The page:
Sunday, 25 January 2009

Doxology

When Catholics and Protestants pray the Our Father together, there's usually an awkward moment at the end when the Catholics stop praying and the Protestants carry on. That's because we treat the doxology separately from the prayer itself. I recall seeing a footnote in one bible of mine that said that the doxology wasn't found in the earliest texts, which probably explains it in part. In a mass, they're both said quite close together anyhow. I don't intend to do a proper analysis of the doxology here, but I'll give a Young's Literal Translation style treatment.
Padre nostro, che sei nei cieli,
sia santificato il tuo nome,
venga il tuo regno, sia fatta la tua volontà,
come in cielo così in terra.
Dacci oggi il nostro pane quotidiano,
e rimetti a noi i nostri debiti
come noi li rimettiamo ai nostri debitori,
e non ci indurre in tentazione, ma liberaci dal male.


Tuo è il regno, tua la potenza
e la gloria nei secoli.
'Yours is the reign, yours the power and the glory in the ages.'
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e non ci indurre in tentazione, ma liberaci dal male. #2

Padre nostro, che sei nei cieli,
sia santificato il tuo nome,
venga il tuo regno, sia fatta la tua volontà,
come in cielo così in terra.
Dacci oggi il nostro pane quotidiano,
e rimetti a noi i nostri debiti
come noi li rimettiamo ai nostri debitori,
e non ci indurre in tentazione, ma liberaci dal male.
in

I'm not sure if there's even a corresponding Italian word for 'into', here they use 'in', meaning 'into', in any case.

liberaci

The imperative of 'liberare' ('liberate', 'free') and the same pronoun as last time, meaning 'us' - 'liberaci'

(il) male

Now, I haven't really checked this, but it often happens that in Italian, if you stick the definite article before an adjective, it works thusly:

bello - il bello
beautiful - the beautiful one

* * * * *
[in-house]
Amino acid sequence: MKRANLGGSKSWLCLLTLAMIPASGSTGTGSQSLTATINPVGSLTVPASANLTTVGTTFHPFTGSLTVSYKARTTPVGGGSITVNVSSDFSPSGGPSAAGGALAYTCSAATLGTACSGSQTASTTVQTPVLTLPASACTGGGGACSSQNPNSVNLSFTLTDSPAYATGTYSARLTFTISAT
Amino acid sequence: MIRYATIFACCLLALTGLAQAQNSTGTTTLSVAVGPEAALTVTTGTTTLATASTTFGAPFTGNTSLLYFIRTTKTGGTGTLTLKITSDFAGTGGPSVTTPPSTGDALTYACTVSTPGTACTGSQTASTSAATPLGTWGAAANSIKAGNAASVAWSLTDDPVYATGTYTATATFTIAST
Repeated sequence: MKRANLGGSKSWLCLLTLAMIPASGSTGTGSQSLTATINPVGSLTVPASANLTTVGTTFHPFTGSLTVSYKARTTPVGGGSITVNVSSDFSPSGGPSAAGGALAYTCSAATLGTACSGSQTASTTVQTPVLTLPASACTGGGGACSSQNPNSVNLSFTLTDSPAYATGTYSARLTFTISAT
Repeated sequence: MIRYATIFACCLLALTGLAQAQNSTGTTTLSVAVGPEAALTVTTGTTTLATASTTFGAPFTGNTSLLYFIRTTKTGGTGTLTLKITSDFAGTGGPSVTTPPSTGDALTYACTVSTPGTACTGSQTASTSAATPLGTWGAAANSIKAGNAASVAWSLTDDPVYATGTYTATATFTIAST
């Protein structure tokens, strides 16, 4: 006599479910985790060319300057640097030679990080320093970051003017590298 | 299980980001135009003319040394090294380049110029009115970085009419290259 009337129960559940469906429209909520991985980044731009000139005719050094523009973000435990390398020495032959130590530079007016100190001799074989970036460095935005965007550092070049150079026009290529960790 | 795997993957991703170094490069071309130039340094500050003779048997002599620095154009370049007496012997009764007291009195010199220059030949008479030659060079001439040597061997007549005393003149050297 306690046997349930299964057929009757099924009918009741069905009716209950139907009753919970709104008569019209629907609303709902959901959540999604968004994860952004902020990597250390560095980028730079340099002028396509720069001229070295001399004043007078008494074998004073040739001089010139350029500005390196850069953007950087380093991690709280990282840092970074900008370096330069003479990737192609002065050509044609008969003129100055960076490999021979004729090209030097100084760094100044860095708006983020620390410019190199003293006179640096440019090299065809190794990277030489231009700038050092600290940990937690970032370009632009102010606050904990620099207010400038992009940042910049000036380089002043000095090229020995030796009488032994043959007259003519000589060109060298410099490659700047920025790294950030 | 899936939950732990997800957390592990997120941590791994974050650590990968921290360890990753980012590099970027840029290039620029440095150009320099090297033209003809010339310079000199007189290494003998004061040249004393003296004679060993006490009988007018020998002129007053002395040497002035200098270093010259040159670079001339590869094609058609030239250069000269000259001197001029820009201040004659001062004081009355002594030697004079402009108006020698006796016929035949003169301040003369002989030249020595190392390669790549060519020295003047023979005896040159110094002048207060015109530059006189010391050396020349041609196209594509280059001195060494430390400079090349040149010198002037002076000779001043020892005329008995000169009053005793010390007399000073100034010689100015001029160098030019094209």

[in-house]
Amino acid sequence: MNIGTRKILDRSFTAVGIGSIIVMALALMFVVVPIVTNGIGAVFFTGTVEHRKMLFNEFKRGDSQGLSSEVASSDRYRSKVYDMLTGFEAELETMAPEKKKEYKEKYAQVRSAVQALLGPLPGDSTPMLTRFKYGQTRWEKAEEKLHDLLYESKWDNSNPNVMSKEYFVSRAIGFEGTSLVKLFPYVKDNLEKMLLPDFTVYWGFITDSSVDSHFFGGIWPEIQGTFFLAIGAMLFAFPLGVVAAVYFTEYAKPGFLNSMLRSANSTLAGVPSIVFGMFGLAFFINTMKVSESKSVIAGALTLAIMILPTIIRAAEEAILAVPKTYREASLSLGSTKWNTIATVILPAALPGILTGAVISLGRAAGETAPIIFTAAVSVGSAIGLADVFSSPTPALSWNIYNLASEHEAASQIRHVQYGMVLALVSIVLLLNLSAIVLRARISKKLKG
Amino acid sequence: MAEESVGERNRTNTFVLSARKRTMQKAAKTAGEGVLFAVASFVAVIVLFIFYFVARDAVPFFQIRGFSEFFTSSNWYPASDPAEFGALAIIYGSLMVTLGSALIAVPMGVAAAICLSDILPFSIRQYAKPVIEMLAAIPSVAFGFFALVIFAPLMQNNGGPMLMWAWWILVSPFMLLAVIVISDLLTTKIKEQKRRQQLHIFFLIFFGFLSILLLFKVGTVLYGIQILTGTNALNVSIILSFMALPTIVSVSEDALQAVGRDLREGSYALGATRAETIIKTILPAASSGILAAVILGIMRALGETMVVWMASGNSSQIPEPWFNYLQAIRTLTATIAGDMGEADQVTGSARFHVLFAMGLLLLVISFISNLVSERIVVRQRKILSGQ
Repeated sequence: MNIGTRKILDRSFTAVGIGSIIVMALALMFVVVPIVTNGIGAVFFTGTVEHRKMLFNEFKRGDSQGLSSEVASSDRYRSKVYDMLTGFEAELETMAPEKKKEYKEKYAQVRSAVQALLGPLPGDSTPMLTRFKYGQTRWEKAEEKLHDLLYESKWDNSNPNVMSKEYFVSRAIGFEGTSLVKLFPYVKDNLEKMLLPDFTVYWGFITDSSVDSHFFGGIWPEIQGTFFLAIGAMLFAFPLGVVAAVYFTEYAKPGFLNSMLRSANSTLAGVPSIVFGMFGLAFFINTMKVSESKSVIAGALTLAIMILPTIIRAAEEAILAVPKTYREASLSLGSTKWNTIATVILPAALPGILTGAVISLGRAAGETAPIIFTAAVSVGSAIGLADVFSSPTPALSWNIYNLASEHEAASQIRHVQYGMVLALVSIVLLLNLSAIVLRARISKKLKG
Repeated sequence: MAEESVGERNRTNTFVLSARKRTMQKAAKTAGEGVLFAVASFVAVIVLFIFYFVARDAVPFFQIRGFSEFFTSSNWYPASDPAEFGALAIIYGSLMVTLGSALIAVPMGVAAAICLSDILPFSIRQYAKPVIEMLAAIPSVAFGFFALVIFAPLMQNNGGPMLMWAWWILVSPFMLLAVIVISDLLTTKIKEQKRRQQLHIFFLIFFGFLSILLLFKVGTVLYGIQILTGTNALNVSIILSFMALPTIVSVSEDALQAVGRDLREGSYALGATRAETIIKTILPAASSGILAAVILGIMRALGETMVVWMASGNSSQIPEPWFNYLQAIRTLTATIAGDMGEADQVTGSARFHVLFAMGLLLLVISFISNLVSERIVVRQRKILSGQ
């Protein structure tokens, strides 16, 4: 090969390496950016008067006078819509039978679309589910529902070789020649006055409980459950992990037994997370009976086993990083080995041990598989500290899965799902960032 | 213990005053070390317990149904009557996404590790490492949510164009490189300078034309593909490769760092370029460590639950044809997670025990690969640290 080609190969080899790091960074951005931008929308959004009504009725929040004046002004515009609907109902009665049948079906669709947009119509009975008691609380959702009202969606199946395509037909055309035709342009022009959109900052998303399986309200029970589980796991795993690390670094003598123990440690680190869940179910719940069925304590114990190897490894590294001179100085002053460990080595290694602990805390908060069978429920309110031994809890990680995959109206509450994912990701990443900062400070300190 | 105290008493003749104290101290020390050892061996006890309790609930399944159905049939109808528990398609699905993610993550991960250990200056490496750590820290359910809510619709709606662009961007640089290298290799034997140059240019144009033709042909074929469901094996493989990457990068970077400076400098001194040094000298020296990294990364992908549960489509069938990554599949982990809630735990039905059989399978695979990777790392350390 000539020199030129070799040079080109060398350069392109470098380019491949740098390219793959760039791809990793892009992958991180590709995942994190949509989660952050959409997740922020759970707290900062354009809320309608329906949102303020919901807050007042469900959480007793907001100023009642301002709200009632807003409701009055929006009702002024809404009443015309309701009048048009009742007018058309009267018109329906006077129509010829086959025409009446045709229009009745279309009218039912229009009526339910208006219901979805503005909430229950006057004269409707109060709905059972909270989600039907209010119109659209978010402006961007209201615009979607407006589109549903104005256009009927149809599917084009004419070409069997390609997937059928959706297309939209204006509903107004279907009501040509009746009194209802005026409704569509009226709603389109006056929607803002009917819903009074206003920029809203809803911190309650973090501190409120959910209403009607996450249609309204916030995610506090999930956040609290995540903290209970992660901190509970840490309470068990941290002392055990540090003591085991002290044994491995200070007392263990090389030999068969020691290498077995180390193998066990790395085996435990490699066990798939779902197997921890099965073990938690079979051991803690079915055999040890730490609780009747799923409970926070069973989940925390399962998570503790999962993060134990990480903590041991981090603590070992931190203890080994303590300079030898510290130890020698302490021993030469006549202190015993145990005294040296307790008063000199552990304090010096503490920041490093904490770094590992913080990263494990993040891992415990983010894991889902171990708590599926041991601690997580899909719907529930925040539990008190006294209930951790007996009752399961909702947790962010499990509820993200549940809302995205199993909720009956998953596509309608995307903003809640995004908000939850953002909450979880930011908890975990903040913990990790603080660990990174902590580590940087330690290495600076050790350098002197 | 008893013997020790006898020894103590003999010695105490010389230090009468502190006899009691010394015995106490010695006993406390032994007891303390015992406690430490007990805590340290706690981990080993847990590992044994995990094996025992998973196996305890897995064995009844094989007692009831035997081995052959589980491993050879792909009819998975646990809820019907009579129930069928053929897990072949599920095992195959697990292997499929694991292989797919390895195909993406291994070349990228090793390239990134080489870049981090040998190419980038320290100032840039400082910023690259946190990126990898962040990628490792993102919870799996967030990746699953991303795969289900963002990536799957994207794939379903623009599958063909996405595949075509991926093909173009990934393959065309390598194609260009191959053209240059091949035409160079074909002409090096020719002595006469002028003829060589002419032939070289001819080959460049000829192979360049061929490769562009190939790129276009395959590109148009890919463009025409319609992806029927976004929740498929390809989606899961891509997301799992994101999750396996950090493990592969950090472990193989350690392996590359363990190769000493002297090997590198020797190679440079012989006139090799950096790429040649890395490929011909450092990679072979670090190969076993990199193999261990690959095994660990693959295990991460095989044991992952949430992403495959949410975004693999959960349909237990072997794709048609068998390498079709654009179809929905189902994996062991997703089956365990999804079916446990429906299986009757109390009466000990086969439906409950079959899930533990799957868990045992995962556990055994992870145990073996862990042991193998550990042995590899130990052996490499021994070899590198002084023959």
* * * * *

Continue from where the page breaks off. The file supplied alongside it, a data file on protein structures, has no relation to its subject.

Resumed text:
In the biblical Greek, I seem to recall, you can legitimately translate into English as 'deliver us from evil' and 'deliver us from the evil one', so I wouldn't be surprised (even though 'male' means 'badly' and consequently is an adverb rather than an adjective) if the Italian gives the same pleasing ambiguity.

Amen.
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Friday, 23 January 2009

e non ci indurre in tentazione, ma liberaci dal male.

Padre nostro, che sei nei cieli,
sia santificato il tuo nome,
venga il tuo regno, sia fatta la tua volontà,
come in cielo così in terra.
Dacci oggi il nostro pane quotidiano,
e rimetti a noi i nostri debiti
come noi li rimettiamo ai nostri debitori,
e non ci indurre in tentazione, ma liberaci dal male.
non indurre

The negative form of the imperative using the 'tu' form (that is, 'you' - familiar) is spectacularly easy: you put 'non', which usually means 'not', in front of the infinitive (usually the -are, -ere, and -ire forms of the verb) and you're done.

'indurre' means 'induce' or 'lead', so 'non indurre' means 'don't lead'.

ci

It seems I can't get away with not running through the direct object pronouns. We looked at 'lo', 'la', 'li' and 'le' last time. I shall have to fill in the gaps. Here's the table again: